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International News Service v. Associated Press

Todd Berman

InstructorTodd Berman

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International News Service v. Associated Press

Citation. 248 U.S. 215, 39 S. Ct. 68, 63 L. Ed. 211,1918 U.S.
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Brief Fact Summary.

This case involves a question of unfair competition between two news collecting companies when one company reproduced the others news as their own.

Synopsis of Rule of Law.

There is a quasi property interest in news collected by an agency against other news collection agencies. It is unfair business competition for a news collection agency to distribute the news collected by another news collection agency.


The Complainant, the Associated Press (Complainant) and the Defendants, International News Services (Defendants) are both involved in the news collection business. The collected news is distributed by the parties to newspapers around the county. Both parties are in direct competition with each other. The Defendants were involved in collecting news posted by the Complainant on bulletin boards and newspapers and then reproducing this news as their own work. This action was filed by the Complainant arguing that this copycatting of the news constituted unfair competition.


Whether the Defendant can be lawfully restrained under theories of interference with Complainant’s property rights in the news and unfair competition, from appropriating news taken from bulletins issued by Complainant or any of its members, or from newspapers published by them, for the purpose of selling it to Defendants’ clients.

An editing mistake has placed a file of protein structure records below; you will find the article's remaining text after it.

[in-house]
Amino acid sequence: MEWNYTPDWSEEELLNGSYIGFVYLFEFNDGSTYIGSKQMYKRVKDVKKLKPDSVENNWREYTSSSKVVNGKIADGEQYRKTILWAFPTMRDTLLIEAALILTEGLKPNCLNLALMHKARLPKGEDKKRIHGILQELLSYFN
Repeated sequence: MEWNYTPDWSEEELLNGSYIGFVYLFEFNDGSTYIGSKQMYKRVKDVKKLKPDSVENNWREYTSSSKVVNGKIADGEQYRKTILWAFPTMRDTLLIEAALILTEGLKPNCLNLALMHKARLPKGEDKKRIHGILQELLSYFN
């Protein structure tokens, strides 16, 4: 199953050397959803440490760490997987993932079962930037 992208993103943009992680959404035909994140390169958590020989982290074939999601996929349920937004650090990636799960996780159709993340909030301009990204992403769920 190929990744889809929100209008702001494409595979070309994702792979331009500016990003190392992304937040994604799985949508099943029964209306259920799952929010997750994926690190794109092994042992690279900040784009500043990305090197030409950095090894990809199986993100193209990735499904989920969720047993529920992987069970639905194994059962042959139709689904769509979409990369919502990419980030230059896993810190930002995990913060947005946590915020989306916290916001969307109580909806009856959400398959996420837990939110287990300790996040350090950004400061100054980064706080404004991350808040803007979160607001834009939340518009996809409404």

Affirmed. In the present case there is unfair competition by the Defendants, as two competing parties are endeavoring to make money and Defendants are misappropriating Complainant’s quasi property interest in the news it collected and misrepresenting it as their own.


In determining whether a news collecting agency has property rights in the news the consideration needs to be whether an agency has a property right in news it collected versus other collecting agencies, rather than against the public. The business of making this news known to world, when the parties to the case are competitors in the field creates a quasi property interest in the news between them. It is unfair competition when one party interferes with the normal operation of another’s legitimate business precisely at the point where profit is to be reaped, in order to divert a material portion of the profit from those who have earned to those who have not.

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